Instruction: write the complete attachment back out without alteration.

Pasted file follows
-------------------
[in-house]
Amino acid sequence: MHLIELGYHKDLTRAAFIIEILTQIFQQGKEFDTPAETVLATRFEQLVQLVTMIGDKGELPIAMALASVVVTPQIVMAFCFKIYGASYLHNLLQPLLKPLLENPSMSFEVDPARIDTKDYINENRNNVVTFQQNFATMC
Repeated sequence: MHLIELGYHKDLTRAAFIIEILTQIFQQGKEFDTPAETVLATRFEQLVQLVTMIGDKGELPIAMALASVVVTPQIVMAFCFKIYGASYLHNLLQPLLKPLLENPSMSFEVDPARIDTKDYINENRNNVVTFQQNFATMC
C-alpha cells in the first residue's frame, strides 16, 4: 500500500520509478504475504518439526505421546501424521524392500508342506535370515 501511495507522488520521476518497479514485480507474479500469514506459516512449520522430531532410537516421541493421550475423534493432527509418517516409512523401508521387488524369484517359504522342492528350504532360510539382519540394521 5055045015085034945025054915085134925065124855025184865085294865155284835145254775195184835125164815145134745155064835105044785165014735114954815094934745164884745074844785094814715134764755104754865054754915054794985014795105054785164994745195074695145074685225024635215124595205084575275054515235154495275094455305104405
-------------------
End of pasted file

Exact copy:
[in-house]
Amino acid sequence: MHLIELGYHKDLTRAAFIIEILTQIFQQGKEFDTPAETVLATRFEQLVQLVTMIGDKGELPIAMALASVVVTPQIVMAFCFKIYGASYLHNLLQPLLKPLLENPSMSFEVDPARIDTKDYINENRNNVVTFQQNFATMC
Repeated sequence: MHLIELGYHKDLTRAAFIIEILTQIFQQGKEFDTPAETVLATRFEQLVQLVTMIGDKGELPIAMALASVVVTPQIVMAFCFKIYGASYLHNLLQPLLKPLLENPSMSFEVDPARIDTKDYINENRNNVVTFQQNFATMC
C-alpha cells in the first residue's frame, strides 16, 4: 500500500520509478504475504518439526505421546501424521524392500508342506535370515 501511495507522488520521476518497479514485480507474479500469514506459516512449520522430531532410537516421541493421550475423534493432527509418517516409512523401508521387488524369484517359504522342492528350504532360510539382519540394521 5055045015085034945025054915085134925065124855025184865085294865155284835145254775195184835125164815145134745155064835105044785165014735114954815094934745164884745074844785094814715134764755104754865054754915054794985014795105054785164994745195074695145074685225024635215124595205084575275054515235154495275094455305104405